But then you must be prepared to fight to get what you want.

      Situation of Indian Women will change only if one woman after another stands for what she wants. Even in the West, women have to fight for their rights, sometimes at work, sometimes with families.

      One thing I learnt is you can fight without being aggressive, and this happens when you start believing in yourself and stand up quietly but consistently.


  4. This is a great cause. It is nice to know that orgs like Breakthrough exist and are doing something about the despairing state of girl children in India.

    Although education can make a huge difference to the rural and poor families, in India, education hardly makes a difference to middle class to rich families. Many of these families do educate their daughters and even encourage them to work. They get their MBAs, become doctors, etc. and still believe in the ‘Get Married, Stay Married’ outlook and won’t choose their own partner and will suffer oppression at the hands of their in-laws in trying to stay married.

    How do we change that? Our education in schools doesn’t include tenets such as ‘respect individual rights’, ‘all humans have the same rights’, and ‘as adults, we are entitled to certain choices’. This is where I feel our education fails and really makes no difference.


  5. Forgive me for indulging my very sick sense of humour, but the first thing that came to my mind was:
    “A sex change surgery.”

    I am not serious, really I’m not, but having dealt with this anti-female prejudice both in India and the West for many years, I’m at the point where I need either cry or laugh – or give up. I am constitutionally incapable of giving up.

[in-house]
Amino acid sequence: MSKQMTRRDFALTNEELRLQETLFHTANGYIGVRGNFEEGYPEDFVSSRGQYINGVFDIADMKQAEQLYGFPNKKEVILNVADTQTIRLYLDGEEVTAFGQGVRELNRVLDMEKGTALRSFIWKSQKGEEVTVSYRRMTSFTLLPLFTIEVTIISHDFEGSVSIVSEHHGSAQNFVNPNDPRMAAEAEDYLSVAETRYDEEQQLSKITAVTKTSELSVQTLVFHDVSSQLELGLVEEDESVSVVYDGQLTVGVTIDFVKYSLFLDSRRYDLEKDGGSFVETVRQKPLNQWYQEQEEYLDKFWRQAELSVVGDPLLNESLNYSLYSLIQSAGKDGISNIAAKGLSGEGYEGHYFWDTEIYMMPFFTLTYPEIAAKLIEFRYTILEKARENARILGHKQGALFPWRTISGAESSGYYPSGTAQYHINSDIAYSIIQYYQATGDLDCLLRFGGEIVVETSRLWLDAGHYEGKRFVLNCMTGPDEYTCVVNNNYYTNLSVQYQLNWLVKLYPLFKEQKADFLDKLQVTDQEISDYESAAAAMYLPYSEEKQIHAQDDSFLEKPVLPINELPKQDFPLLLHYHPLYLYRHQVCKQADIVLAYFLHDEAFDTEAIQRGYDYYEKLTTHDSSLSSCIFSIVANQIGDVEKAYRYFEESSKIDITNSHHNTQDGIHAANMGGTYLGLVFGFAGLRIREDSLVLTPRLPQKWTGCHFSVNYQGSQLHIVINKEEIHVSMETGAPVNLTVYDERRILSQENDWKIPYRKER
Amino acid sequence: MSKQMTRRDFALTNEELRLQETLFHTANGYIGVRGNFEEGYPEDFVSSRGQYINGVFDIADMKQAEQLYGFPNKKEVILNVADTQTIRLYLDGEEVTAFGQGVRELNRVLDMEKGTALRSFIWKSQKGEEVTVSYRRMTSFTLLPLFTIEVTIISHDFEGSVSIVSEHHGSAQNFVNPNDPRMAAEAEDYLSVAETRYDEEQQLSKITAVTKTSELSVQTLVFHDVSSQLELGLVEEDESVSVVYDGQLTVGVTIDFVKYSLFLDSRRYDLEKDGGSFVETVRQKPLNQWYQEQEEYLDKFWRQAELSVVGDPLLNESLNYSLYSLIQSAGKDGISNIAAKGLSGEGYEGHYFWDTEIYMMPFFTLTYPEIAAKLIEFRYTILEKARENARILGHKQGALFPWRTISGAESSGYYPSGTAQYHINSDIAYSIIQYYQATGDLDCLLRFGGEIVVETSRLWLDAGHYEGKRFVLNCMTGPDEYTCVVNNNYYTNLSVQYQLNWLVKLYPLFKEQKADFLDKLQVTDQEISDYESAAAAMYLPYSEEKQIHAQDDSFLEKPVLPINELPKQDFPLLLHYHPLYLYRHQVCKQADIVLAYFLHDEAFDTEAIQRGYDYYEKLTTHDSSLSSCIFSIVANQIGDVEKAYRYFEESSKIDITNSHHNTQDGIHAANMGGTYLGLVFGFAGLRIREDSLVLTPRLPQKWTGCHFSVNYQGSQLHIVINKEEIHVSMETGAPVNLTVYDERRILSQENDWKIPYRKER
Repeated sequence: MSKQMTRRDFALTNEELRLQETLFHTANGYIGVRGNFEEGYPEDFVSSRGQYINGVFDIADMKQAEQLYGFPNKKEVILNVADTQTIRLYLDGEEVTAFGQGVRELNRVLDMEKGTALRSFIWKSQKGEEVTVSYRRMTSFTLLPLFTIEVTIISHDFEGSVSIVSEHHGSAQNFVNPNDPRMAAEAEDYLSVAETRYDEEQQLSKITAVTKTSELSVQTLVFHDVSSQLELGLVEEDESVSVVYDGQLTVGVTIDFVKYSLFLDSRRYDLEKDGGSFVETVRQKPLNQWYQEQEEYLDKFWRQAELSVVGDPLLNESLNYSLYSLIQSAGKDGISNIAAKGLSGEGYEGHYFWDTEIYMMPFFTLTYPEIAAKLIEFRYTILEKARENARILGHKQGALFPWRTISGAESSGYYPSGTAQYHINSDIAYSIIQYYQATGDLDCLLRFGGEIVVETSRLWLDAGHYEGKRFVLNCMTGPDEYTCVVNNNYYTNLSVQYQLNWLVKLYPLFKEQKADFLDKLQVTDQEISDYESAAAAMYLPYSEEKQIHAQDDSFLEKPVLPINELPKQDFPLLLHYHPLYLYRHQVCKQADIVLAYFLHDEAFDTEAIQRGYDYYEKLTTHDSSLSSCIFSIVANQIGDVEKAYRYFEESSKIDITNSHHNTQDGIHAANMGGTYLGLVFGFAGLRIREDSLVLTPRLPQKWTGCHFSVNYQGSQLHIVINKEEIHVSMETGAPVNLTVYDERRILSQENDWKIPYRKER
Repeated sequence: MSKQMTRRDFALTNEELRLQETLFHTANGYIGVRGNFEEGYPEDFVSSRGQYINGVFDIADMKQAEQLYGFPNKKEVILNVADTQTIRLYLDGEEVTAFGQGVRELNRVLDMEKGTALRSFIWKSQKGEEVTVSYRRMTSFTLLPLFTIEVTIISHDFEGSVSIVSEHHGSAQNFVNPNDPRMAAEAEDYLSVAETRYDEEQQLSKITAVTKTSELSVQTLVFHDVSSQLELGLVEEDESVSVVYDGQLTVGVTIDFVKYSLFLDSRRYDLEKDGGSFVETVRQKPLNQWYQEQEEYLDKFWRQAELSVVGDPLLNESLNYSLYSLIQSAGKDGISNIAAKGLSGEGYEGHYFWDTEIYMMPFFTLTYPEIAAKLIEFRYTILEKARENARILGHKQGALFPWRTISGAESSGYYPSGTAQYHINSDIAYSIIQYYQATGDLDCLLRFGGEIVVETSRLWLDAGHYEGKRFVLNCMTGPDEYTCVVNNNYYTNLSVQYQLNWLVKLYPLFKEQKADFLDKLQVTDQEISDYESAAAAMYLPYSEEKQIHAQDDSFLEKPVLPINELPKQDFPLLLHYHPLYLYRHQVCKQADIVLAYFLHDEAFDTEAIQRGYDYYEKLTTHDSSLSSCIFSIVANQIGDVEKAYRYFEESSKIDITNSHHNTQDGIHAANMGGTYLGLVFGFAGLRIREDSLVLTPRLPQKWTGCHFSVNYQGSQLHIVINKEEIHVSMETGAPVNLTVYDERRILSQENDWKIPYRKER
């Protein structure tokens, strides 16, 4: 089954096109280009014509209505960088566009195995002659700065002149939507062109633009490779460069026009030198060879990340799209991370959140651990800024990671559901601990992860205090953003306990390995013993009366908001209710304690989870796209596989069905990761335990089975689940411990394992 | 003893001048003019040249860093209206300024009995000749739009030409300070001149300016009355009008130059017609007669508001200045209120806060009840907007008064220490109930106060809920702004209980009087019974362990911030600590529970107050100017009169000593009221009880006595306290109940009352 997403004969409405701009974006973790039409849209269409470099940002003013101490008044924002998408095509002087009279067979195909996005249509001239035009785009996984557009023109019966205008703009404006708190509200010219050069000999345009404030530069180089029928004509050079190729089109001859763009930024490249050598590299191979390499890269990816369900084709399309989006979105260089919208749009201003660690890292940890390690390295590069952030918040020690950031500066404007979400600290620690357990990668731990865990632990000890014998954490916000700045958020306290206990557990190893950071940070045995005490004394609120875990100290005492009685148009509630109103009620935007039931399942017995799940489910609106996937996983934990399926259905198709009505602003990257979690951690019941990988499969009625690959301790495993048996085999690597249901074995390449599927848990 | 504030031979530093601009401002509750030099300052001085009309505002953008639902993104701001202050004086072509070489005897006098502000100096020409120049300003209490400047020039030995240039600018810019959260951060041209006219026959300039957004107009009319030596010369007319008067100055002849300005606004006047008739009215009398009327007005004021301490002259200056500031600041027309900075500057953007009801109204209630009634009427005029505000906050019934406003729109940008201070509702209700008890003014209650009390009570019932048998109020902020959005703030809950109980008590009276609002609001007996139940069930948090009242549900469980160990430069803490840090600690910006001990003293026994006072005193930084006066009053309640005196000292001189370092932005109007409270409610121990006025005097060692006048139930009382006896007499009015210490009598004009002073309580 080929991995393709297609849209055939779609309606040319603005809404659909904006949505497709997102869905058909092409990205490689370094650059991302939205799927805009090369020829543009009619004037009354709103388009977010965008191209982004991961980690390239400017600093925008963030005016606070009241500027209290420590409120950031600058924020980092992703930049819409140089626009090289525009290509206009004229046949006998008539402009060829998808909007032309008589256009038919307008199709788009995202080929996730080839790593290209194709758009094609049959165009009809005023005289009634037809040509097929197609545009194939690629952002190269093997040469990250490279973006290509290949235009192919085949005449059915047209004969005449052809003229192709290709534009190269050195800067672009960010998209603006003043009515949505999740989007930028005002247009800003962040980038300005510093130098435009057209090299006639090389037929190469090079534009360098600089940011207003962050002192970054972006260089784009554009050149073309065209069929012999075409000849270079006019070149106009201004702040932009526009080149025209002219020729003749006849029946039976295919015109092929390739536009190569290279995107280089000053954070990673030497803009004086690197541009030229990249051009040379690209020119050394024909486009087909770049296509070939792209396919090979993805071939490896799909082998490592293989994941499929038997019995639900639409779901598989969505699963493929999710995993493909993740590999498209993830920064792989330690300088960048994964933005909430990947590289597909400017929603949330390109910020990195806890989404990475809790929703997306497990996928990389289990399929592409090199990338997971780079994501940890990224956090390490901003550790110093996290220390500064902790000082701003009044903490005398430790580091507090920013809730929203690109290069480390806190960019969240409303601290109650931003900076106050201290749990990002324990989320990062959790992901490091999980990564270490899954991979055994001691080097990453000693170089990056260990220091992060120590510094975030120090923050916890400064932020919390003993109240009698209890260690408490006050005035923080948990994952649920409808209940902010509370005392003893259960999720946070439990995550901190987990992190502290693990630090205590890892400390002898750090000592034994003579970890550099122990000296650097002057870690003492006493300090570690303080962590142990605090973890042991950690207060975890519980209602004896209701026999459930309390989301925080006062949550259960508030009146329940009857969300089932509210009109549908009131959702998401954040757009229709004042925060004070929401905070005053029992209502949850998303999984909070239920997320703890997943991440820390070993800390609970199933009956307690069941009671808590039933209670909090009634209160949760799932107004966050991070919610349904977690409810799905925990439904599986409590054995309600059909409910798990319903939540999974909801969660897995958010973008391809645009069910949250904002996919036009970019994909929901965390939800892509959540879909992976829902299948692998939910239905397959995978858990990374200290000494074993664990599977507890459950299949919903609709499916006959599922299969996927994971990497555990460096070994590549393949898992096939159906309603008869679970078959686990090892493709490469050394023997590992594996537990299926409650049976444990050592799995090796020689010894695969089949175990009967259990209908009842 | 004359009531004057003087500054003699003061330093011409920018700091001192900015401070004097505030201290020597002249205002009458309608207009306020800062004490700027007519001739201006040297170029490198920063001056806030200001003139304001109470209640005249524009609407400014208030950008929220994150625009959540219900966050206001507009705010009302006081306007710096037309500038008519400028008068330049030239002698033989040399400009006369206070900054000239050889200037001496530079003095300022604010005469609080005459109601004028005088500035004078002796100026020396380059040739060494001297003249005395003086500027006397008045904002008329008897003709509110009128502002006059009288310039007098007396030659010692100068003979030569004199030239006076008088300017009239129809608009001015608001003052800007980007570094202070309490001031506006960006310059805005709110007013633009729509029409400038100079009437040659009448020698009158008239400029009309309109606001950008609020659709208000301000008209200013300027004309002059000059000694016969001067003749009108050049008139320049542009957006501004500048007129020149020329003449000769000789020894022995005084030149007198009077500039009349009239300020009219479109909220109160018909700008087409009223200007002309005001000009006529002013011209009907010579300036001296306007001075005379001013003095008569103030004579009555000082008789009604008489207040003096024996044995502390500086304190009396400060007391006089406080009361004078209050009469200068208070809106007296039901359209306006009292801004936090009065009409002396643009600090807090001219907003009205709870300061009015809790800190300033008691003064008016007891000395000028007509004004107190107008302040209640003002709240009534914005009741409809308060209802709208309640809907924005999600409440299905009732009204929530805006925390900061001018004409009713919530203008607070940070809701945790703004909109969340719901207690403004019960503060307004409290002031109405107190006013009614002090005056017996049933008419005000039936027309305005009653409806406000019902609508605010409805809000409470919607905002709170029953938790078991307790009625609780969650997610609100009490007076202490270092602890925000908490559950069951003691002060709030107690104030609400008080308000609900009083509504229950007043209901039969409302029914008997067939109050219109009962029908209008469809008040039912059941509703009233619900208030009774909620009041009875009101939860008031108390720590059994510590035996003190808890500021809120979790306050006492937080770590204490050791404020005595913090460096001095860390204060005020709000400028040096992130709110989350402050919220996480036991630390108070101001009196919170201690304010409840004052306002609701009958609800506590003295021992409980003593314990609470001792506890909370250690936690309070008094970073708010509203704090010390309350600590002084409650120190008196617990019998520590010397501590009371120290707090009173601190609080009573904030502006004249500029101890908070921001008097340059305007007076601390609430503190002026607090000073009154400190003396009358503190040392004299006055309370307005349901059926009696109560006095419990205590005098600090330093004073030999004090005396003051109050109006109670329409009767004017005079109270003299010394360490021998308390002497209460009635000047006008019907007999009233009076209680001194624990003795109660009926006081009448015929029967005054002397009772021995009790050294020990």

• I’ve offered to my dad that I will have one if it means he’ll treat me like his child and not his daughter-who-cant-carry-the-family-name-forward


  6. I liked the video except for the part at the end where the Mom still mentions 21-22 as the age when she would think of getting her daughter married. I think awareness campaigns should stress on the fact that the age factor should not be more important than completion of education upto whatever level she wishes to and financial independence.


  7. Thinking back a bit about this , I agree with this concept at the same time i have an example of my cousin , an only son who married this awesome girl, v docile but bright, with an BE and an MBA who doesn’t work since her husband and in-laws don’t prefer it. and whose parents are so glad she has decent (??) spouse n din-laws that they don’t want her to rebel or rock the boat and offer her 0 support. her lot in life is to do dishes and cook with her MIL, who loves to keep house and thank god that she has in-laws who claim to never restrict her in food, dress, etc., but is she really free??? is she really content?? is she really happy?? i see sadness and acceptance in her eyes and when she speaks freely to me. is this what we want for our girls???